Probe of bending motion following the 1s[–1]π* excitation of N2O
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The doubly degenerate core-excitedΠ state of N2O splits into two due to the static Renner–Teller effect. The lower state, A1, has a bent stable geometry and the molecule excited to this state starts to deform itself toward this bent geometry. To probe the effect of the potential energy surfaces of the core-excited A1 states on the nuclear motion, we measure the momenta of the three atomic ions in coincidence by means of the ion momentum imaging technique. We find that the potential energy surface affects the molecular deformation significantly. N2O in the terminal N 1s[–1]3πA1 excited state is observed to be bent more than that in the central N 1s[–1]3πA1 excited state. This means that N2O in the terminal N 1s[–1]3πA1 excited state bends faster than that in the central N 1s[–1]3πA1 excited state. When the excitation energy is decreased within the 1s[–1]3π resonances, the nuclear motion in the A1 states becomes faster. This is interpreted by the notion that the excitation occurs onto the steeper slope part of the potential energy surface of the excited state for the lower excitation energy. The branching ratio of the A1 excitation increases with the decrease in the excitation energy. ©2004 American Institute of Physics.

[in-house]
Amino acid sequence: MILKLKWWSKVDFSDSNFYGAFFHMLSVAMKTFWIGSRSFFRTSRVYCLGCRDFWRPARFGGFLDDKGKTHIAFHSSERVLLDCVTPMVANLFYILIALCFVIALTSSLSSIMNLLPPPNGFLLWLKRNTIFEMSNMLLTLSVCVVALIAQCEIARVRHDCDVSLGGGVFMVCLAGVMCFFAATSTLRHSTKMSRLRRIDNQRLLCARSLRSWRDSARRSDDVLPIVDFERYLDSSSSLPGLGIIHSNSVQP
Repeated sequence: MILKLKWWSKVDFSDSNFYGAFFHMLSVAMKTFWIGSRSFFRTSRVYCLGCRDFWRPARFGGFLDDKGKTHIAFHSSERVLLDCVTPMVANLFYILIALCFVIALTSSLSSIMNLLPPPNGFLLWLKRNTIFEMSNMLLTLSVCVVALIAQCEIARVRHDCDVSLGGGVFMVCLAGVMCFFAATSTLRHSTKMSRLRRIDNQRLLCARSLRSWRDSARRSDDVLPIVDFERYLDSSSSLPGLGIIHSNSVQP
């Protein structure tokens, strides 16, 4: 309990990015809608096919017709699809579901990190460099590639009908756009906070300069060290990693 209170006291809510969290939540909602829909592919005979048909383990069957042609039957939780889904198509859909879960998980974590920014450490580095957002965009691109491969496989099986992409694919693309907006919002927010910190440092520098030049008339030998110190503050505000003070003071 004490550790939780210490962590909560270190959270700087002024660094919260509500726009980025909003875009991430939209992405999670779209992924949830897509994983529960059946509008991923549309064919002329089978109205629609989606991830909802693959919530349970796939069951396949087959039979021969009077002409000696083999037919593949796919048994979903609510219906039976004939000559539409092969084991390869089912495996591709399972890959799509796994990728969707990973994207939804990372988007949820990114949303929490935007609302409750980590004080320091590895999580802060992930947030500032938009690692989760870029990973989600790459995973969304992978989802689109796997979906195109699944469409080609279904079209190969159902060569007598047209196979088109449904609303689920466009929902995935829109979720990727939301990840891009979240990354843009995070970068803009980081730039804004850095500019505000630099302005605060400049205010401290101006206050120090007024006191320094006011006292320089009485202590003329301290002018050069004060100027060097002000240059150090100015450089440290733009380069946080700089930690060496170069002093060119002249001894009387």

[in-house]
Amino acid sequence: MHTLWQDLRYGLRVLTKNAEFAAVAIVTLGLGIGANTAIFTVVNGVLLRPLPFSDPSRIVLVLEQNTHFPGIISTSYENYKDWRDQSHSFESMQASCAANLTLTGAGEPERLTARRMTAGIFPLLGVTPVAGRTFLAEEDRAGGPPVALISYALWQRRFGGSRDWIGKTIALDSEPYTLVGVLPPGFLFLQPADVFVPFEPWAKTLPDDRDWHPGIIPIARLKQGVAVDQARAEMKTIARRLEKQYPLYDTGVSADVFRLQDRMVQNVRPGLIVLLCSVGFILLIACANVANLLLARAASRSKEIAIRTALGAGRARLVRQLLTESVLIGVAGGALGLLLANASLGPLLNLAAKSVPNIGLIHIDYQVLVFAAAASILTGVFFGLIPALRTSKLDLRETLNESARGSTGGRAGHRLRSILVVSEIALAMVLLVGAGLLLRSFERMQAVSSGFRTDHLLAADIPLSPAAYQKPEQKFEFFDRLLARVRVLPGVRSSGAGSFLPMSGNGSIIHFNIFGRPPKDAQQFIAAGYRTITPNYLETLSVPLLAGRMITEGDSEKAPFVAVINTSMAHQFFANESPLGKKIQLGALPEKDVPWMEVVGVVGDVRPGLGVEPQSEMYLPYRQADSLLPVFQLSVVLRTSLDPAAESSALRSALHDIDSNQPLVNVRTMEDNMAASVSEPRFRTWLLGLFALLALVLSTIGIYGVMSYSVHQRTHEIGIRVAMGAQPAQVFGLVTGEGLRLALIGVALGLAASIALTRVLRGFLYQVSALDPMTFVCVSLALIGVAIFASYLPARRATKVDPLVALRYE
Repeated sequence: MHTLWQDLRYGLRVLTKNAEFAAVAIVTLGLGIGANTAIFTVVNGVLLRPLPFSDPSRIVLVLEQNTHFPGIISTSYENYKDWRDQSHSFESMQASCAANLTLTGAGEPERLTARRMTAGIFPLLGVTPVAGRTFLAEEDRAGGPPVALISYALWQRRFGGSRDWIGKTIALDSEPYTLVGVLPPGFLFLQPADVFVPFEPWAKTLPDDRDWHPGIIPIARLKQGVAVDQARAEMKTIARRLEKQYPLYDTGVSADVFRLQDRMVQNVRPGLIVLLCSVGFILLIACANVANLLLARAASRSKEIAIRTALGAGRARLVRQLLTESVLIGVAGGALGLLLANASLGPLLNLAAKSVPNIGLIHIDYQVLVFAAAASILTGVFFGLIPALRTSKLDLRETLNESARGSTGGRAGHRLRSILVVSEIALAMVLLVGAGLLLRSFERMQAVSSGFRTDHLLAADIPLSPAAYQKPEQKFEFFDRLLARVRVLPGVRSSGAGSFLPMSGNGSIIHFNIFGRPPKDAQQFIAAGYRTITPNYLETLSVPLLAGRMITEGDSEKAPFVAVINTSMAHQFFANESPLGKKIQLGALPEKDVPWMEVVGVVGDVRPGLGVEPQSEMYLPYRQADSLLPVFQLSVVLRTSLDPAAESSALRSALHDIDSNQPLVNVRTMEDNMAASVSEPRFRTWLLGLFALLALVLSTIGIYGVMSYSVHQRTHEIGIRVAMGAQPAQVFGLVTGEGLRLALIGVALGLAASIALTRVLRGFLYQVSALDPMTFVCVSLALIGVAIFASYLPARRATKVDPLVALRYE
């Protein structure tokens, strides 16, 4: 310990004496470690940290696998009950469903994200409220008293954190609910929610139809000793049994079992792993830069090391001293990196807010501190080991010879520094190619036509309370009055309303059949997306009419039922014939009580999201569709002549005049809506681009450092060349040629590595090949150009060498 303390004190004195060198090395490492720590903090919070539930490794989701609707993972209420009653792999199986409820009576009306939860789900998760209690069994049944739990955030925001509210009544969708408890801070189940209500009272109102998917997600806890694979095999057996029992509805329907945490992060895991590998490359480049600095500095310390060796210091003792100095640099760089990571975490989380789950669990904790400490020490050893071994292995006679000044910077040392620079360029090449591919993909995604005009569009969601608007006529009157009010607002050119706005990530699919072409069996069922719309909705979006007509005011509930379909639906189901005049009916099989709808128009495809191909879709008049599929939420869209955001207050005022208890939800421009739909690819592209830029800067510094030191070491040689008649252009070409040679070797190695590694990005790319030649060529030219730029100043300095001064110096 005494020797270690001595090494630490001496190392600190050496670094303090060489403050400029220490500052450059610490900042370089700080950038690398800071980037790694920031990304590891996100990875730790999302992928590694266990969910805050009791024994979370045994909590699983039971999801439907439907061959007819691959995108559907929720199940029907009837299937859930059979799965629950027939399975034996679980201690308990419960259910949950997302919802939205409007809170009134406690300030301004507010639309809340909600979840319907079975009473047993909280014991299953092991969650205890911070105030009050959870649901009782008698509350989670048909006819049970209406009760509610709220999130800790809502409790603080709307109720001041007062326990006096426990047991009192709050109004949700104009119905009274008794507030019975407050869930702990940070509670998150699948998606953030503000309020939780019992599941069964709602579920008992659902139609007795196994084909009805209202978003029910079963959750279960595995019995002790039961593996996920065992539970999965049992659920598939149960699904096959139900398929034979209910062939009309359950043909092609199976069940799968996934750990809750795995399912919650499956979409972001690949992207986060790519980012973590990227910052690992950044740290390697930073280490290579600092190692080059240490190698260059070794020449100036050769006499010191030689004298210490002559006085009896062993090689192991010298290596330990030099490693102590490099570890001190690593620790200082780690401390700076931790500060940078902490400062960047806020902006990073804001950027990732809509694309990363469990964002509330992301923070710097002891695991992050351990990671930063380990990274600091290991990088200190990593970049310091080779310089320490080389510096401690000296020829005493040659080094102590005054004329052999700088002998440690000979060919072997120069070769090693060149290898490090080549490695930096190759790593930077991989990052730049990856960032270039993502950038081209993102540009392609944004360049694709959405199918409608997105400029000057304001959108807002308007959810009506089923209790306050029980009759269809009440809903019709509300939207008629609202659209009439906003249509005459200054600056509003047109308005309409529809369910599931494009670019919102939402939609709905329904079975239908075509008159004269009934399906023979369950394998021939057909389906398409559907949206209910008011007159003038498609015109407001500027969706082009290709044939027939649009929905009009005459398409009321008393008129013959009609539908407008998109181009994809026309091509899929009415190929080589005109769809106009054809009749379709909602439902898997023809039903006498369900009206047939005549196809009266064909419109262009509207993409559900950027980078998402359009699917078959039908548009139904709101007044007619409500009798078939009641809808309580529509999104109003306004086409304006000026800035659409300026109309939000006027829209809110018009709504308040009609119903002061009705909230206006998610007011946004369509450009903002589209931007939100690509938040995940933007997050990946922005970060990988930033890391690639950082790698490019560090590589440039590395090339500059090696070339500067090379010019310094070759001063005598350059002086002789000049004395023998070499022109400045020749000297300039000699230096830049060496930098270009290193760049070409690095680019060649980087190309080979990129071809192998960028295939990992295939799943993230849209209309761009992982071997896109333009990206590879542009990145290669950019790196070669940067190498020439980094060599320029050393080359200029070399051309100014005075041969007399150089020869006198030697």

Journal of chemical physics
The American Institute of Physics
Copyright (c) 2004 American Institute of Physics